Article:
In today’s market, it is imperative to be knowledgeable and have an edge over the competition. ACI members have it…they are engaged, informed, and stay up to date by taking advantage of benefits that ACI membership provides them.
Read more about membership
Become an ACI Member
Founded in 1904 and headquartered in Farmington Hills, Michigan, USA, the American Concrete Institute is a leading authority and resource worldwide for the development, dissemination, and adoption of its consensus-based standards, technical resources, educational programs, and proven expertise for individuals and organizations involved in concrete design, construction, and materials, who share a commitment to pursuing the best use of concrete.
American Concrete Institute
38800 Country Club Dr.
Farmington Hills, MI
Feedback via Email
Home > Publications > International Concrete Abstracts Portal
The International Concrete Abstracts Portal is an ACI led collaboration with leading technical organizations from within the international concrete industry and offers the most comprehensive collection of published concrete abstracts.
Title: Mechanical Treatment of Fly Ashes: Strength Development and Workability of Mortars Containing Ground Fly Ashes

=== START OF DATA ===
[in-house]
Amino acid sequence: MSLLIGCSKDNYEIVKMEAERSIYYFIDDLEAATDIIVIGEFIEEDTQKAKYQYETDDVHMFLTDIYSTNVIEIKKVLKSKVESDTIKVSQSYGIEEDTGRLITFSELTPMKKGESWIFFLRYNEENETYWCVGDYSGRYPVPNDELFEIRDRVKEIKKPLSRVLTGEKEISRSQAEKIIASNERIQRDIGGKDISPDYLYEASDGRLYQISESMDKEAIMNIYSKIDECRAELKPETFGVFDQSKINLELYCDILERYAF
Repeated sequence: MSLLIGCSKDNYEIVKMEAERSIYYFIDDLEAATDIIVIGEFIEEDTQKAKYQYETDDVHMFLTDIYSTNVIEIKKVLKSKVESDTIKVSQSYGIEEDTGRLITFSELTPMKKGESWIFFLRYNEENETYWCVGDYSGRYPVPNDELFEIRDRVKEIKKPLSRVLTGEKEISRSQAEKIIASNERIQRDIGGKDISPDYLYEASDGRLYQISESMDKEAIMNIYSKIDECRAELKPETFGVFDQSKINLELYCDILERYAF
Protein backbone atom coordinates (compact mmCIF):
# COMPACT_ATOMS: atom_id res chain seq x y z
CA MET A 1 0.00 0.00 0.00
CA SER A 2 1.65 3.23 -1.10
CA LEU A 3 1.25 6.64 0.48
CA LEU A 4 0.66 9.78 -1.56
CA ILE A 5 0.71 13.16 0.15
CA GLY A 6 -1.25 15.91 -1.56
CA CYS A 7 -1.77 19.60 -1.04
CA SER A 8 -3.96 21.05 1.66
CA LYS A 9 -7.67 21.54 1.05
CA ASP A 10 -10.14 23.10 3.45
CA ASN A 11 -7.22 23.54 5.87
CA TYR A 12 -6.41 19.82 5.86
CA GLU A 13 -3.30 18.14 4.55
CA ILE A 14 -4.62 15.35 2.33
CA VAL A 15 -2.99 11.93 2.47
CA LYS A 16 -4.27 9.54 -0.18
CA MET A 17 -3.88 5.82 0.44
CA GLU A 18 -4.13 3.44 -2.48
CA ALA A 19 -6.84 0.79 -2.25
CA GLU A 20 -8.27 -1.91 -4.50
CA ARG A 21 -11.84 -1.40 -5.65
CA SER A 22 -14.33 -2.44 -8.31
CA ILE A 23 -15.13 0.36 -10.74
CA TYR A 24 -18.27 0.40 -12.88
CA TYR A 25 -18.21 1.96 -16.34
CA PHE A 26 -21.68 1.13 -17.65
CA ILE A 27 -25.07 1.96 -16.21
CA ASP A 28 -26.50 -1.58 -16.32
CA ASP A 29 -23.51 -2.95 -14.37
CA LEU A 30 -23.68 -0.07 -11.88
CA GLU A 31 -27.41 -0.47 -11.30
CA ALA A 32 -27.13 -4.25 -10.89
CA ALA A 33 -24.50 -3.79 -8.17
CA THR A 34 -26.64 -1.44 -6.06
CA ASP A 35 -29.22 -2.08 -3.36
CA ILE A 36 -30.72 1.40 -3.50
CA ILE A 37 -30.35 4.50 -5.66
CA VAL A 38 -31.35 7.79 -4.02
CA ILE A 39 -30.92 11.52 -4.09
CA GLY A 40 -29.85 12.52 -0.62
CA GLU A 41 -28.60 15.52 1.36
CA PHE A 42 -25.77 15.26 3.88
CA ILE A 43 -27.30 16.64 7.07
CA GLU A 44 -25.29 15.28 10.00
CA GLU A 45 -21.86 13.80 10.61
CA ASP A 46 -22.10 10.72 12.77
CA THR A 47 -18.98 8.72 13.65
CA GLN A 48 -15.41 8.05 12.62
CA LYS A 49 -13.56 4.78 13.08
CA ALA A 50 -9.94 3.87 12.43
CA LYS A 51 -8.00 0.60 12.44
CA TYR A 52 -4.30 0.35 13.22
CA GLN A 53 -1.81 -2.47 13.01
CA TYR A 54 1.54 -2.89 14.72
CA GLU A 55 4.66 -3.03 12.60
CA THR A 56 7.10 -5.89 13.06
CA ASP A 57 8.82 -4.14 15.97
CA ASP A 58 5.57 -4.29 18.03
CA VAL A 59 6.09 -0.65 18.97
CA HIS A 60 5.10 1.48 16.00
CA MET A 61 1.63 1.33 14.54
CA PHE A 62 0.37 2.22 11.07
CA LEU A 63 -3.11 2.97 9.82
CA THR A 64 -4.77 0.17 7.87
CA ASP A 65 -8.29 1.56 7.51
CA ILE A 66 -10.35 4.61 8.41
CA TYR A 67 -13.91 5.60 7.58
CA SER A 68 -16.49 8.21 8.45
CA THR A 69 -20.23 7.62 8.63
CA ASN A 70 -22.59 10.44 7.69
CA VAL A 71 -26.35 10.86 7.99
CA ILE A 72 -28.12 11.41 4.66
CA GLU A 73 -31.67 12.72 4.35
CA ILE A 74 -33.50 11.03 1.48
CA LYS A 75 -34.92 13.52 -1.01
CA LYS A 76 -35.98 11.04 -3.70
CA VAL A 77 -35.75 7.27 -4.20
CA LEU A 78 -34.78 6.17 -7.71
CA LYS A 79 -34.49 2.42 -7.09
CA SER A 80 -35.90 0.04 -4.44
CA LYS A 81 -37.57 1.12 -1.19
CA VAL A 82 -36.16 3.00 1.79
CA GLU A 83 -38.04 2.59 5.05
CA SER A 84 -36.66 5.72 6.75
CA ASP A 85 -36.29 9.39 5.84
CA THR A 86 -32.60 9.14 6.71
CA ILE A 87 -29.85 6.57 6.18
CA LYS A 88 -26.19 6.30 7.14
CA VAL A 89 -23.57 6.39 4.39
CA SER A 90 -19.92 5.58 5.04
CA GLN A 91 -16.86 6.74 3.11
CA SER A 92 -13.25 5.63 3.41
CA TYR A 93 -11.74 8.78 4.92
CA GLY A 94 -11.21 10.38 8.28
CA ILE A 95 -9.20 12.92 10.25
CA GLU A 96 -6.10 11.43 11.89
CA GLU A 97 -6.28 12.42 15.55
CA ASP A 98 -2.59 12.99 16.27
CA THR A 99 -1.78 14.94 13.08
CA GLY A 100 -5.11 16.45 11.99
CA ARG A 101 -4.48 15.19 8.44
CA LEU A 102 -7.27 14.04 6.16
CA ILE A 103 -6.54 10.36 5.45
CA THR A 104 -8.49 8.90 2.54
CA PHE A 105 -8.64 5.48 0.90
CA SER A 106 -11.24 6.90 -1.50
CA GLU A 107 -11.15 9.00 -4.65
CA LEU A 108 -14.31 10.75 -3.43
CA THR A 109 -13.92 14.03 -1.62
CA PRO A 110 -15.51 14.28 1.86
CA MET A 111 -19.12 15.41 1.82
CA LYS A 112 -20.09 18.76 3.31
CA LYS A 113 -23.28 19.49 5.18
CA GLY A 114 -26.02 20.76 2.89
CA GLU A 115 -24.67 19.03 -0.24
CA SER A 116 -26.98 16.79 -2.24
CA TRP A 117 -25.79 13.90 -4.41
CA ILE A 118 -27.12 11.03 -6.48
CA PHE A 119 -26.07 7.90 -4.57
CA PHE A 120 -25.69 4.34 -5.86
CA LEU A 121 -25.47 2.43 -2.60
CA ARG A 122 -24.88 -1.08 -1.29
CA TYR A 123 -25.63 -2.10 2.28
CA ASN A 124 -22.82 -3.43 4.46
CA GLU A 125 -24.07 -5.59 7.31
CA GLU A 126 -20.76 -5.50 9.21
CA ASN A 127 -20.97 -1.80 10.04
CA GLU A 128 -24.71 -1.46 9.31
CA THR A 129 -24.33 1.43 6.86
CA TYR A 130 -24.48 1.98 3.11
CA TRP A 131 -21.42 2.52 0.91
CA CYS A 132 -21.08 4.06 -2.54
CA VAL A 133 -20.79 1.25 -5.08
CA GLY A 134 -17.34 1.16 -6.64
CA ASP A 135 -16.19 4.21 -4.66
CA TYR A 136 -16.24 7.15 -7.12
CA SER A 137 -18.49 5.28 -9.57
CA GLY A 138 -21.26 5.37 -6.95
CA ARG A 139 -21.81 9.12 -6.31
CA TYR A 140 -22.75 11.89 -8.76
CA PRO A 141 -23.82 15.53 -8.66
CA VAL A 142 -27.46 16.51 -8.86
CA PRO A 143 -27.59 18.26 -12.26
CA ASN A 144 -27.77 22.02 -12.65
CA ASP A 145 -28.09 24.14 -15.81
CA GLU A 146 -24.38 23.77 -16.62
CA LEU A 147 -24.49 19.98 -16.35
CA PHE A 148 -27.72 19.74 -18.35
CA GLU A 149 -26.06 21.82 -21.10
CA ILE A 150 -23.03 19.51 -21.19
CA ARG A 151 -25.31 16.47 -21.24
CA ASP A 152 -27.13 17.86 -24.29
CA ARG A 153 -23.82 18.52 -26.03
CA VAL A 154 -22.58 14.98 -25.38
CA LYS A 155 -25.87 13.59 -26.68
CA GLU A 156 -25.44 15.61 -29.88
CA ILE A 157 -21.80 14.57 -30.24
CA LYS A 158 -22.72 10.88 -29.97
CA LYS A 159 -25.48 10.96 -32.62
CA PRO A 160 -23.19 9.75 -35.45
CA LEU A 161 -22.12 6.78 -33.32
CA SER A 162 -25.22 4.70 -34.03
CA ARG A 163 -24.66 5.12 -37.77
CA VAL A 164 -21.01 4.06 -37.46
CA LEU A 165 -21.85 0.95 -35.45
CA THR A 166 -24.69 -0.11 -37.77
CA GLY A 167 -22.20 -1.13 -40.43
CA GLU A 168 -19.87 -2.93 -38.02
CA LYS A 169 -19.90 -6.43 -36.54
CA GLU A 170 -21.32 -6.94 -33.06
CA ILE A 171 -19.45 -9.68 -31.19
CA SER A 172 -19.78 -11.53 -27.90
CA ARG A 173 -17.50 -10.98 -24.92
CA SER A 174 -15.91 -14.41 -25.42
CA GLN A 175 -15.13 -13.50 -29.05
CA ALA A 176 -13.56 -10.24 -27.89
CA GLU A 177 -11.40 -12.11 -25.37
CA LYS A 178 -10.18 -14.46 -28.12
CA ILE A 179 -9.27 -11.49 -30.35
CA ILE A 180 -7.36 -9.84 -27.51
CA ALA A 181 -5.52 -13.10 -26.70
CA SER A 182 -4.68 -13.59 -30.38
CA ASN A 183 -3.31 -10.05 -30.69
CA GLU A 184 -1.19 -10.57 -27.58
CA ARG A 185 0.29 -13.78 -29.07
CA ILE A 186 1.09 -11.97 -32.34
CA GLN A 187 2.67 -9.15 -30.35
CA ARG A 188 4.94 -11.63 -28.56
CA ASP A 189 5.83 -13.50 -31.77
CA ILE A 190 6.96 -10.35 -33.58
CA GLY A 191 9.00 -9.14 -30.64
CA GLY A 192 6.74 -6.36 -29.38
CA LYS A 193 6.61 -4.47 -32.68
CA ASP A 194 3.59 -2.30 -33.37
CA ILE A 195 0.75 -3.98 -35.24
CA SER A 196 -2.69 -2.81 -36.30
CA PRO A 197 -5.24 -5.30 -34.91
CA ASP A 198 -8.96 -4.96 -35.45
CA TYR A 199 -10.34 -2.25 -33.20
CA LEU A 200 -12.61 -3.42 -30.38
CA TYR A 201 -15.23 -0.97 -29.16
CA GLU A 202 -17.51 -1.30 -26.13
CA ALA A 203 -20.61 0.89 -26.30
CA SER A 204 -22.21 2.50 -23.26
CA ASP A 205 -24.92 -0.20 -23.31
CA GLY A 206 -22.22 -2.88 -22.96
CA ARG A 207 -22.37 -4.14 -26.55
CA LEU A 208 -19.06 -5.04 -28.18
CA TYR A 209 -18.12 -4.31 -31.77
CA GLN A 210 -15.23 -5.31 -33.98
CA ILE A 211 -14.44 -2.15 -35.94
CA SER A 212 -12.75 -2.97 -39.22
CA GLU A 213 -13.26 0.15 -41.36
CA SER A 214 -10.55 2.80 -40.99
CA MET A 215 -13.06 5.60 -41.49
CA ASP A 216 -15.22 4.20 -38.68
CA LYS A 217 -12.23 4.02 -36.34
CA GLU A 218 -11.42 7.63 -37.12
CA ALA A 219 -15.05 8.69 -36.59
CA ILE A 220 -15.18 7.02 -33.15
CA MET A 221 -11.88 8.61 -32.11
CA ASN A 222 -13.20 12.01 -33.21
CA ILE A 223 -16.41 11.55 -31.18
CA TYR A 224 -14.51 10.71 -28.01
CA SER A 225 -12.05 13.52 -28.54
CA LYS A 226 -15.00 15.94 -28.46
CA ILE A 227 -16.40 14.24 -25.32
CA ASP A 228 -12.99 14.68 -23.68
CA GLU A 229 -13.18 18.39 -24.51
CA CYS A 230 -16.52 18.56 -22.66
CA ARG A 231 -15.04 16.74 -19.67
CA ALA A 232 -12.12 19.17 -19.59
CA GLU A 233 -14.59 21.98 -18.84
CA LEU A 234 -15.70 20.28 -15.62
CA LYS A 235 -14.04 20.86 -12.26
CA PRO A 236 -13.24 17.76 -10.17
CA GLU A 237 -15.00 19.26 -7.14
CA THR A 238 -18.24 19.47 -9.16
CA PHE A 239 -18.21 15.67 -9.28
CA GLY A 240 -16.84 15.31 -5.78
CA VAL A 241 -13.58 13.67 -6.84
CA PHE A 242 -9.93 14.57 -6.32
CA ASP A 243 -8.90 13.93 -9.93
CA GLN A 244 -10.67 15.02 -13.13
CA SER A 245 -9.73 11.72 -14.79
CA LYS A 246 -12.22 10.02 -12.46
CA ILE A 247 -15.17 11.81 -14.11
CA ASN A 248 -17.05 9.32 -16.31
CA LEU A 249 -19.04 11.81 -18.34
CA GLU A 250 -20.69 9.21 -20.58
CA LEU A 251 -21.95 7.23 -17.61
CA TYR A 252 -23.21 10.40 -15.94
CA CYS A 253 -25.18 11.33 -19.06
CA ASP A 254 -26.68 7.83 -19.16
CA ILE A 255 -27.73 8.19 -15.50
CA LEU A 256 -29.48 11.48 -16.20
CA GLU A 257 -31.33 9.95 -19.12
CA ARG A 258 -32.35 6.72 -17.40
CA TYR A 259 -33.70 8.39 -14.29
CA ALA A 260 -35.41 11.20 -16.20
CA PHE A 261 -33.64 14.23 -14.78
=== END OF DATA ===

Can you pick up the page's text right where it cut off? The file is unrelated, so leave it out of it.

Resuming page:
Author(s): J. Monzo, J. Paya, E. Peris-Mora, and M. V. Borrachero
Publication: Special Publication
Appears on pages(s): 339-354
Keywords: compressive strength; flexural strength; flow table tests; fly ash; mortars (material); particle size distribution; specific surface; strength; workability; Materials Research
Abstract:Presents the results of a study of the influence of ground fly ashes on workability and strength of mortars. Fly ash (T0) was obtained from the thermoelectric power plant of Andorra-Teruel (Spain). Samples of (T0) fly ash were ground using a laboratory ball mill for 10, 40, and 60 minutes (T10, T40, and T60). This process crushed spherical or spheroidal fly ash particles so that the morphology of the particles was substantially modified and the fineness notably increased. Mortars were prepared by replacing from 15 to 60 percent of cement by fly ash. Curing time, curing temperature, and fly ash amount influenced the strength of mortars. Curing times longer than seven days showed significant differences among fly ashes, with compressive and flexural strengths decreasing in the order T60 > T40 > T10 > T0. Increasing the curing temperature from 20 to 40 C produces a rise of compressive strength that exceeds control mortars when T60 and T40 fly ashes were used. It is concluded that the use of ground fly ashes improves the strength of mortars compared with strengths obtained with normal fly ash, but high replacement percentages of ground fly ash adversely affect workability.
Click here to become an online Journal subscriber